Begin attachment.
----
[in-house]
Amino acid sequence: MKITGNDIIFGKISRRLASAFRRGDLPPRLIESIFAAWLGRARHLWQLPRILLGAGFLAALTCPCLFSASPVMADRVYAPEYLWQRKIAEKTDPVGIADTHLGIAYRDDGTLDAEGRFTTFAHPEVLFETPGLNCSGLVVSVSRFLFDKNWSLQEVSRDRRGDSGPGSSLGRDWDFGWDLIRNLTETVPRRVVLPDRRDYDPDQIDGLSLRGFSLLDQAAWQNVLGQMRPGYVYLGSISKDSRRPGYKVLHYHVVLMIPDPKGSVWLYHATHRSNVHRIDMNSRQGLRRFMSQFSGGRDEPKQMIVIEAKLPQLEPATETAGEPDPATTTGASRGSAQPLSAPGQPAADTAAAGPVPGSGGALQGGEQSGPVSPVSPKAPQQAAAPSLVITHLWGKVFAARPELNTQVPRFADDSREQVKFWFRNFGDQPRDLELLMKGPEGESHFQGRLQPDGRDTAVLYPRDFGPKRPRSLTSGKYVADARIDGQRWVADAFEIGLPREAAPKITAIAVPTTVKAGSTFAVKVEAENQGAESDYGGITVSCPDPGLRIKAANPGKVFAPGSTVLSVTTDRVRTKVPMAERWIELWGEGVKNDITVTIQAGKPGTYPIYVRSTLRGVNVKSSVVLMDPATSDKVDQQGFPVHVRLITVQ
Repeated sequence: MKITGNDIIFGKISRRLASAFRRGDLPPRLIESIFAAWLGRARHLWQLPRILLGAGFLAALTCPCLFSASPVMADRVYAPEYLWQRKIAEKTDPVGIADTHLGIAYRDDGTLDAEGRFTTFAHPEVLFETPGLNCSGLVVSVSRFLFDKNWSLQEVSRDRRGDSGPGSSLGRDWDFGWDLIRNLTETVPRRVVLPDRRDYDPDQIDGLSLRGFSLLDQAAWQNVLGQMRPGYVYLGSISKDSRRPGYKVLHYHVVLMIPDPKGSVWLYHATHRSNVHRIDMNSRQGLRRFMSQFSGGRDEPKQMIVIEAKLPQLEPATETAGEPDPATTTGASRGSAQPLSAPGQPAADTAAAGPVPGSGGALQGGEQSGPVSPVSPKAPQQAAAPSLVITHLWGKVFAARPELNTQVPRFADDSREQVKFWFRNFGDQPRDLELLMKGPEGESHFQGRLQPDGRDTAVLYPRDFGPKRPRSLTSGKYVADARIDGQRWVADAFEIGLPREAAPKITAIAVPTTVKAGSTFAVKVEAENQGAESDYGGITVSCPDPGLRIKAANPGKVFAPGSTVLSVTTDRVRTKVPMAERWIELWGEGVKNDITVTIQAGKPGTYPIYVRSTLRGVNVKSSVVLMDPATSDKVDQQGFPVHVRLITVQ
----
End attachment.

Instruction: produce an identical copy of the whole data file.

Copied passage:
[in-house]
Amino acid sequence: MKITGNDIIFGKISRRLASAFRRGDLPPRLIESIFAAWLGRARHLWQLPRILLGAGFLAALTCPCLFSASPVMADRVYAPEYLWQRKIAEKTDPVGIADTHLGIAYRDDGTLDAEGRFTTFAHPEVLFETPGLNCSGLVVSVSRFLFDKNWSLQEVSRDRRGDSGPGSSLGRDWDFGWDLIRNLTETVPRRVVLPDRRDYDPDQIDGLSLRGFSLLDQAAWQNVLGQMRPGYVYLGSISKDSRRPGYKVLHYHVVLMIPDPKGSVWLYHATHRSNVHRIDMNSRQGLRRFMSQFSGGRDEPKQMIVIEAKLPQLEPATETAGEPDPATTTGASRGSAQPLSAPGQPAADTAAAGPVPGSGGALQGGEQSGPVSPVSPKAPQQAAAPSLVITHLWGKVFAARPELNTQVPRFADDSREQVKFWFRNFGDQPRDLELLMKGPEGESHFQGRLQPDGRDTAVLYPRDFGPKRPRSLTSGKYVADARIDGQRWVADAFEIGLPREAAPKITAIAVPTTVKAGSTFAVKVEAENQGAESDYGGITVSCPDPGLRIKAANPGKVFAPGSTVLSVTTDRVRTKVPMAERWIELWGEGVKNDITVTIQAGKPGTYPIYVRSTLRGVNVKSSVVLMDPATSDKVDQQGFPVHVRLITVQ
Repeated sequence: MKITGNDIIFGKISRRLASAFRRGDLPPRLIESIFAAWLGRARHLWQLPRILLGAGFLAALTCPCLFSASPVMADRVYAPEYLWQRKIAEKTDPVGIADTHLGIAYRDDGTLDAEGRFTTFAHPEVLFETPGLNCSGLVVSVSRFLFDKNWSLQEVSRDRRGDSGPGSSLGRDWDFGWDLIRNLTETVPRRVVLPDRRDYDPDQIDGLSLRGFSLLDQAAWQNVLGQMRPGYVYLGSISKDSRRPGYKVLHYHVVLMIPDPKGSVWLYHATHRSNVHRIDMNSRQGLRRFMSQFSGGRDEPKQMIVIEAKLPQLEPATETAGEPDPATTTGASRGSAQPLSAPGQPAADTAAAGPVPGSGGALQGGEQSGPVSPVSPKAPQQAAAPSLVITHLWGKVFAARPELNTQVPRFADDSREQVKFWFRNFGDQPRDLELLMKGPEGESHFQGRLQPDGRDTAVLYPRDFGPKRPRSLTSGKYVADARIDGQRWVADAFEIGLPREAAPKITAIAVPTTVKAGSTFAVKVEAENQGAESDYGGITVSCPDPGLRIKAANPGKVFAPGSTVLSVTTDRVRTKVPMAERWIELWGEGVKNDITVTIQAGKPGTYPIYVRSTLRGVNVKSSVVLMDPATSDKVDQQGFPVHVRLITVQ